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Utility(3/5): Admittedly, I dropped the speaker a few times during this review, but the sound was unflinching. The Buckshot ® was also very portable and was easily packed into the top pocket of my pack. It hasn’t rained much in SoCal, but I had to test the water resistance, so I played some M83 through a row of sprinklers, and it was unscathed and unfazed. I made sure the water sprayed into the speaker grill too and there was no change in sound quality. Plus it was cool seeing the water vibrate when the music hit certain notes!

I noticed that the speaker was pretty wobbly when mounted “over the bar” and shifted significantly when going over even small bumps. As such, I mounted it under the bar, and it was a bit more stable. But going over larger bumps really caused the speaker to wiggle and nearly come off the mounting strap, and intermittently I had to push the speaker back into place to be resecured to the strap. Maybe it was because my aerobars are thinner than the handlebars.

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Applications:

1. Bike to work with your speakers then set up a conference call (indoors) at work with those same speakers.

2. Bicycle-picnic trip with portable music at your destination to set the right mood. No more need to lug around larger speakers/ radio.

3. Fun way to watch movies on your phone in a group. I actually leaned my phone against the speaker and the audio-visual worked pretty well.

Overall, the OT Buckshot ® is a robust speaker for playing music on bike rides that are not too bumpy or noisy. A nice beachside cruise would be one appropriate setting. Unfortunately, it did not perform well with the speakerphone function while riding. For $50, I think it is a good purchase, and besides the three aforementioned scenarios, this speaker has many unrealized applications.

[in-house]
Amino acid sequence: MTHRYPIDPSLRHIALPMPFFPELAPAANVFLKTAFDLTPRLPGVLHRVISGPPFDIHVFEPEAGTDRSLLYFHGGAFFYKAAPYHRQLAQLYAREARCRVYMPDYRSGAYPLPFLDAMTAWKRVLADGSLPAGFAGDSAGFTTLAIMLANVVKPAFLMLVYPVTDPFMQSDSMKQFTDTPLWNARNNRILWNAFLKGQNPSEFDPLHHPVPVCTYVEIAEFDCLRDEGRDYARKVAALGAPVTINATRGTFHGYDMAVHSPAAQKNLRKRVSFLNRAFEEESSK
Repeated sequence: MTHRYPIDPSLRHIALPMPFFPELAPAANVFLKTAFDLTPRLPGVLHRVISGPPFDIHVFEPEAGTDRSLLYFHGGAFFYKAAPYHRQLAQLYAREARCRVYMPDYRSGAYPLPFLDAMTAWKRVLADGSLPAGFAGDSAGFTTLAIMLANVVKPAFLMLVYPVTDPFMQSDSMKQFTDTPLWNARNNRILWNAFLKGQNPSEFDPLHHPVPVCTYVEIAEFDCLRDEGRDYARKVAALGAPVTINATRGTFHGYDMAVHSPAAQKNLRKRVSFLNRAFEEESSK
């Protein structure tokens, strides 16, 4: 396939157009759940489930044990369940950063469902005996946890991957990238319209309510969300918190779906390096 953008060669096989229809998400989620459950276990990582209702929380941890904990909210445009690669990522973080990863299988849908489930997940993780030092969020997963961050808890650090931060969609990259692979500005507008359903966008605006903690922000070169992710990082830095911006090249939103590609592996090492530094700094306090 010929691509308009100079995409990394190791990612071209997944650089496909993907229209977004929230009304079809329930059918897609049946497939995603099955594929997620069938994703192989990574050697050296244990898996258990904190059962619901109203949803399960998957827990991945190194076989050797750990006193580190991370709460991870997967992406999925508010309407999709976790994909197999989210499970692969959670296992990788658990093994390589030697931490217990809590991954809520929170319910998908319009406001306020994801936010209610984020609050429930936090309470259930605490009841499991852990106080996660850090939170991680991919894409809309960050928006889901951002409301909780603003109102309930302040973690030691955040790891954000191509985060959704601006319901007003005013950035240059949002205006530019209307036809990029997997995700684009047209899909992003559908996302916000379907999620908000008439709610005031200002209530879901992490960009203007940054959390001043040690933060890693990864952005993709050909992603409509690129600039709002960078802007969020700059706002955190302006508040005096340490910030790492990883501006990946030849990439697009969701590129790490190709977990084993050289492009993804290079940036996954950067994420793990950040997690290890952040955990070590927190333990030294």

Hope you enjoyed the review. Do good and ride well.

1. http://drivinglaws.aaa.com/laws/headsets/

2. http://www.aftershokz.com/

3. http://gizmodo.com/5972389/aftershokz-sportz-m2-review-decent-sounding-headphones-no-ears-required

4. http://www.outdoortechnology.com/Welcome_2/-Outdoor-Tech-.html

 

Please click here to read our review disclaimer as required by the Federal Trade Commission.

Review: Mountainsmith Bike Cube

If you ever travel with your bike — and by travel I refer to packing your bike and gear in your car and driving to the start of your ride — listen up. This past summer Mountainsmith sent me their Bike Cube Deluxe to review. The deluxe refers to a souped-up version of its Bike Cube.

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Per the Mountainsmith website,

The Bike Cube Deluxe features a roll-up tool organizer, padded changing mat, a padded eye-wear pocket, specific spots for helmet, shoes, etc., it ensures that you never again show up at the trailhead with just one shoe. The Bike Cube Deluxe offers excellent organization and keeps all the essentials for your next road, cross or mountain bike ride at the ready. Works well as a stand alone piece or in conjunction with our Modular Hauler Systems. Feel like a pro at your next race and arrive in style!

Features:

Tri-panel load access
Organizer pockets for tools, food and accessories
Interior shoe & clothes divider (orig.: interior mesh sleeves for shoes/helmet)
Coated mesh for ventilation
Fleece-lined eyewear pocket
Roll-up bike tool organizer (original: zippered bike tool compartment and tool organizer panel)
Removable, padded changing mat
Adjustable shoulder strap included
Padded haul handle

Materials:

150d Baby RipStop Poly
210d Rip Stop Poly
840d Ballistic Poly (added)

Dimensions: (same as bike cube)

15″ x 15″ x 15″ (38 x 38 x 38 cm)

Volume: (same)

3417 cu. in. / 56 L

Capacity:

All the necessities for your next bike ride

Weight:

4 lbs 5 oz / 1.98 kg (original: 2 lbs 1 oz / .9kg)

I set out to put their advertised claim to the test that this cube would help for ride day – organizing “helmet, pump, shoes, and accessories well stashed and ventilated for that next impromptu outing; spend more time in the saddle and less time gathering up your gear.